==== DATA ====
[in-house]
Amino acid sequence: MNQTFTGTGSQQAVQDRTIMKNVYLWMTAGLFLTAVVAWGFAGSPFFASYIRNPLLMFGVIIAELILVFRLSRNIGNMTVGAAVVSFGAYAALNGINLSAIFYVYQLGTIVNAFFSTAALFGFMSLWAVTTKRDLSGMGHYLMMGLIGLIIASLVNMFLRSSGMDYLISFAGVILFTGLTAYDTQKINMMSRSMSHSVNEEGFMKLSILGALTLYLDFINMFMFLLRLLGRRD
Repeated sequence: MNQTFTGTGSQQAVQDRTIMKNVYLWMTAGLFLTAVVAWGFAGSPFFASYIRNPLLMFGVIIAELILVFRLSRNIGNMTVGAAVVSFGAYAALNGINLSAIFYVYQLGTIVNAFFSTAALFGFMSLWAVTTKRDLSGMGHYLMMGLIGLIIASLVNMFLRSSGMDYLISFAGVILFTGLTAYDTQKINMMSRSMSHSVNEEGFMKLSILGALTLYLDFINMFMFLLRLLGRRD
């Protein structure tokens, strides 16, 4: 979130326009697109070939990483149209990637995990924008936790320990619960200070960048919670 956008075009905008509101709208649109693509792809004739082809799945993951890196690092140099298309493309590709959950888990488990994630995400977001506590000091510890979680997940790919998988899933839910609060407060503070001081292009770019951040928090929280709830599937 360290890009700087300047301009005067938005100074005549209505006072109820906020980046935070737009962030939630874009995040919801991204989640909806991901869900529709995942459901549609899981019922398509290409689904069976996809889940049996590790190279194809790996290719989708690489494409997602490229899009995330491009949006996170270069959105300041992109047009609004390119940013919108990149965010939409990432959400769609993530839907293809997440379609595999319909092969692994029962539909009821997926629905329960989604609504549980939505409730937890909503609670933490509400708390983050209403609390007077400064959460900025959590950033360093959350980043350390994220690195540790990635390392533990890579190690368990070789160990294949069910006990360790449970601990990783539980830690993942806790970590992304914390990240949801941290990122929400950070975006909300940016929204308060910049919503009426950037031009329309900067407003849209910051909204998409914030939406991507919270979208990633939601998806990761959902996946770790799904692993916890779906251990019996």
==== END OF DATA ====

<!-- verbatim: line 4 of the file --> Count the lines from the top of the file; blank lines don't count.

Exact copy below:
């Protein structure tokens, strides 16, 4: 979130326009697109070939990483149209990637995990924008936790320990619960200070960048919670 956008075009905008509101709208649109693509792809004739082809799945993951890196690092140099298309493309590709959950888990488990994630995400977001506590000091510890979680997940790919998988899933839910609060407060503070001081292009770019951040928090929280709830599937 360290890009700087300047301009005067938005100074005549209505006072109820906020980046935070737009962030939630874009995040919801991204989640909806991901869900529709995942459901549609899981019922398509290409689904069976996809889940049996590790190279194809790996290719989708690489494409997602490229899009995330491009949006996170270069959105300041992109047009609004390119940013919108990149965010939409990432959400769609993530839907293809997440379609595999319909092969692994029962539909009821997926629905329960989604609504549980939505409730937890909503609670933490509400708390983050209403609390007077400064959460900025959590950033360093959350980043350390994220690195540790990635390392533990890579190690368990070789160990294949069910006990360790449970601990990783539980830690993942806790970590992304914390990240949801941290990122929400950070975006909300940016929204308060910049919503009426950037031009329309900067407003849209910051909204998409914030939406991507919270979208990633939601998806990761959902996946770790799904692993916890779906251990019996």